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Associated Press
A stump is all that’s left of a diseased ash tree Thursday in Elkhart’s American Park, one of 59 trees cut down in the park because emerald ash borer infestation. The stumps will be removed later.

Elkhart fells 59 trees to foil pest

Also planting to undo damage left by ash borer

– The city of Elkhart’s forestry division has once again ramped up its war on the emerald ash borer, and the latest victims are 59 ash trees in American Park.

But the era of mass eradication may be close to concluding.

The city has worked for several years to fight the infestation of the emerald ash borer by removing seriously damaged trees while also trying to treat trees that could still be saved.

But at the same time, the forestry division, in cooperation with the public works department, is planting more trees than are being removed, city forester Dan Coy said.

This spring, about 300 trees will be planted, and more will be added this fall. On top of that, several hundred more will be added as a result of public works projects, Coy said.

“As we get out of the emerald ash borer damage, we’re going to focus more on tree planting and young tree development,” he said.

“We’ll gladly move away from tree removal because we have to start rebuilding the city’s canopy,” he said.

But for now, much of the city’s focus remains on the diseased trees, Coy said.

He said he believes the community is in the middle of the peak devastation.

Coy said the removal of trees at American Park probably marks the biggest mass effort this year.

Last year, a similar number of ash trees were removed from McNaughton and Island parks, Coy said.

“The rest of the city parks have some ash trees, but they did not have the population density that those three had,” he said.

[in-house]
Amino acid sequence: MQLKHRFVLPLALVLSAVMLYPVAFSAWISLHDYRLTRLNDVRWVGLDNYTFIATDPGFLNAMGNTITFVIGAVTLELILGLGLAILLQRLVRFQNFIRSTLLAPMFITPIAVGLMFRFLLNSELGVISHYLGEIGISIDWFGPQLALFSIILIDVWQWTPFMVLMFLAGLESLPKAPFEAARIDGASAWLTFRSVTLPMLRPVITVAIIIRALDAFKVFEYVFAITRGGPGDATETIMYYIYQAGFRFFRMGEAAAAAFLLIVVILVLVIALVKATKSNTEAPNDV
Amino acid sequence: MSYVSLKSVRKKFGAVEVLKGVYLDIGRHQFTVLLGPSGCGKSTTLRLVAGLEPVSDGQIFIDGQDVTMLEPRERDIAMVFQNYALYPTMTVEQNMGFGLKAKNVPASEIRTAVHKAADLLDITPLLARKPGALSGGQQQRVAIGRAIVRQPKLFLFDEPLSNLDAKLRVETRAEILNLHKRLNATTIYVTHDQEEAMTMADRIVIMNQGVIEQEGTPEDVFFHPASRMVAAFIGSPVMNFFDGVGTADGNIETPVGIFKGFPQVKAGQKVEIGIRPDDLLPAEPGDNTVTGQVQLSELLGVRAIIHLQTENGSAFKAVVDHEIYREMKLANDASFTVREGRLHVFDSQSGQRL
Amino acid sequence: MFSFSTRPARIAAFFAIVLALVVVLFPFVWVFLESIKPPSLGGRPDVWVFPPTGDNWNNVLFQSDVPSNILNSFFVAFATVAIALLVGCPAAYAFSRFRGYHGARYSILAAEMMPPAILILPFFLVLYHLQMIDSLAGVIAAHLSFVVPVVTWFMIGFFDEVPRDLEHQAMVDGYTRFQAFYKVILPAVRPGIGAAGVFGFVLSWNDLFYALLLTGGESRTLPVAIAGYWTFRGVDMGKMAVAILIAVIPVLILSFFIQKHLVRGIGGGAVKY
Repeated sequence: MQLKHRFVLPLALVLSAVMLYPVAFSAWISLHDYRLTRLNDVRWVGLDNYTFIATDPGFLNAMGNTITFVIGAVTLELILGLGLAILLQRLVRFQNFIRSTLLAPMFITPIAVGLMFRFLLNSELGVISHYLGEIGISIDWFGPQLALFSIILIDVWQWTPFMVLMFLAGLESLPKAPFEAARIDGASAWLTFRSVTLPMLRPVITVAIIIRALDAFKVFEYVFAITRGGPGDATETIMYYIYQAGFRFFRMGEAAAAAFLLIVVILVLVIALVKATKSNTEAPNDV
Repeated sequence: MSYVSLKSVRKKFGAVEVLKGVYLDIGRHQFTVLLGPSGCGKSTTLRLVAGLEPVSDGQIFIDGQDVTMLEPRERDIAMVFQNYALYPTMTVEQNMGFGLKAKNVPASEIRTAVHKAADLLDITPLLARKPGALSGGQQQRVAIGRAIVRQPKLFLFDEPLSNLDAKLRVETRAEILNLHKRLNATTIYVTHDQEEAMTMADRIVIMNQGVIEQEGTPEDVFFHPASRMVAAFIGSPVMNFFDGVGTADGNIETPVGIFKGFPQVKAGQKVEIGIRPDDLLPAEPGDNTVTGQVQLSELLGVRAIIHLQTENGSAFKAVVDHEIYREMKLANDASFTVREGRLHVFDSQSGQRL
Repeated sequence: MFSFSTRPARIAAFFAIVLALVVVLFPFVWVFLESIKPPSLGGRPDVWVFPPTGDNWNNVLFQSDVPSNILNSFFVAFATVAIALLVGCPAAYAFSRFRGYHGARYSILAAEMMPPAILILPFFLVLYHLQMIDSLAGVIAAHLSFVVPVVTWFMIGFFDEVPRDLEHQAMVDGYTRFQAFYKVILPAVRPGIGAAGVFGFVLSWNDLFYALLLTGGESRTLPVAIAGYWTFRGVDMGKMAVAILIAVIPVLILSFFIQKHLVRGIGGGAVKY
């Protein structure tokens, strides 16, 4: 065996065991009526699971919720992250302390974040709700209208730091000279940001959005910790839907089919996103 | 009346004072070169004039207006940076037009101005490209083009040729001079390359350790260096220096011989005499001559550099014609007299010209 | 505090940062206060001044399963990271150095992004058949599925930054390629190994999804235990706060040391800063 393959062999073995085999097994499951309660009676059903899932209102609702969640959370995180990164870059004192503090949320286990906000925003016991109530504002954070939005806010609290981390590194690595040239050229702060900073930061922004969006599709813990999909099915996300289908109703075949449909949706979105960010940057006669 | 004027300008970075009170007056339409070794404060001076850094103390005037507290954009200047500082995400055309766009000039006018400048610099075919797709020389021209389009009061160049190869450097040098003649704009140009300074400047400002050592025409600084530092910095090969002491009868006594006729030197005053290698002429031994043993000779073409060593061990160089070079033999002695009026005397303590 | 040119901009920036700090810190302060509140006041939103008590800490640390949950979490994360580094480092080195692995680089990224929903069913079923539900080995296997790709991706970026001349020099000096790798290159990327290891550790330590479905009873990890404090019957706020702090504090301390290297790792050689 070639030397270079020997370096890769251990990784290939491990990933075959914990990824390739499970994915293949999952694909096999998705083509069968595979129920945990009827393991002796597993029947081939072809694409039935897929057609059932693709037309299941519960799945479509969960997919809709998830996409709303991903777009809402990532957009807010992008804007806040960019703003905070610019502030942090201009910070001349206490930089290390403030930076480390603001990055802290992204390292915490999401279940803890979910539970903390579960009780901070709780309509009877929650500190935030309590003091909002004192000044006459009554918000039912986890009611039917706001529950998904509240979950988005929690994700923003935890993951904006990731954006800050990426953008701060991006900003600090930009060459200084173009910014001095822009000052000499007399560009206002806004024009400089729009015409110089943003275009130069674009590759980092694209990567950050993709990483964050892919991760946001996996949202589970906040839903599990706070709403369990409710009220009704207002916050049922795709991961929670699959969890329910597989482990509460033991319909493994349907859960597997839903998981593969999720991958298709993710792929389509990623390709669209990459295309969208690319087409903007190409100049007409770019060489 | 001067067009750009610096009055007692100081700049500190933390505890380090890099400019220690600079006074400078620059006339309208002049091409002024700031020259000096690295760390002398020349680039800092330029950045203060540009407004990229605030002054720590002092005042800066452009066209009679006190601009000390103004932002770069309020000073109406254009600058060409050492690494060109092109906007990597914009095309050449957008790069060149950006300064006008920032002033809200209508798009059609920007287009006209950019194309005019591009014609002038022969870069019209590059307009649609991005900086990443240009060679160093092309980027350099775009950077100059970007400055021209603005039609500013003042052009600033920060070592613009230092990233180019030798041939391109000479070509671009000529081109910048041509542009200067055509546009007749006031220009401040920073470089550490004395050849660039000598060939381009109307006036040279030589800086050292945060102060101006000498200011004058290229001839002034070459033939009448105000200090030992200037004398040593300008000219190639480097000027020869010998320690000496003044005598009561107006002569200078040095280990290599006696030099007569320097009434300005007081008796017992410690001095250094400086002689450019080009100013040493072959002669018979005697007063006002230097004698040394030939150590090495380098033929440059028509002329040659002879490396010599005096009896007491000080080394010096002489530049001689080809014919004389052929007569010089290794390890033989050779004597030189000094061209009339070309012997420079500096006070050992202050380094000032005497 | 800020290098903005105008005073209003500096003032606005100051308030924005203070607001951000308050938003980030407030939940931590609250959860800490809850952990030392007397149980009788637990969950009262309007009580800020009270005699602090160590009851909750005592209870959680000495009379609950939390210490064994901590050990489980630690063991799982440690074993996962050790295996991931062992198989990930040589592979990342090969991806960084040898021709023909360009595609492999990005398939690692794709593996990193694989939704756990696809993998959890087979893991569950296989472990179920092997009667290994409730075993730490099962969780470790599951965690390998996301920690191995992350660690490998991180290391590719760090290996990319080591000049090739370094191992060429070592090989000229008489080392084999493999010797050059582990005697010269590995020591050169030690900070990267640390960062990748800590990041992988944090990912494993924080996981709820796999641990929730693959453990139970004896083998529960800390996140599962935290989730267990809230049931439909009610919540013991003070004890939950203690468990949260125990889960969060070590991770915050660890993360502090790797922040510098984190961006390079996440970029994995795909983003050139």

As the city continues to attack the problem on public property, one unchecked area continues to be private property, where decisions are left up to homeowners.

Next year, the prominence of the disease may well shift to backyards.

“What we’re going to see now is, there’s going to be a lot of standing dead ash trees in our citizens’ backyards simply because they don’t know,” Coy said.

Those circumstances, he said, are “unfortunately common.”

Coy said it is better to take action at a point where there is no hope the tree can be saved. Waiting until the tree is dead isn’t a good idea.

“It’s always safer to take down trees before they die, and it’s especially important with ash trees because they become very brittle.”

In Fort Wayne, the emerald ash borer has led to the death and removal of thousands of city-owned ash trees, often leaving only stumps. Thousands more privately owned trees have been cut down or stand skeletonized.

Historically, ash trees have been widely planted in Elkhart because they are strong, tolerant to pollution and grow quickly; because of the disease, the city is losing many of its trees, Mayor Dick Moore said in a news release.

“Elkhart is committed to helping to create a vibrant urban forest to provide our citizens with cleaner air, lower utility bills, safer neighborhoods, a lower cost of living and higher property values,” Moore said.

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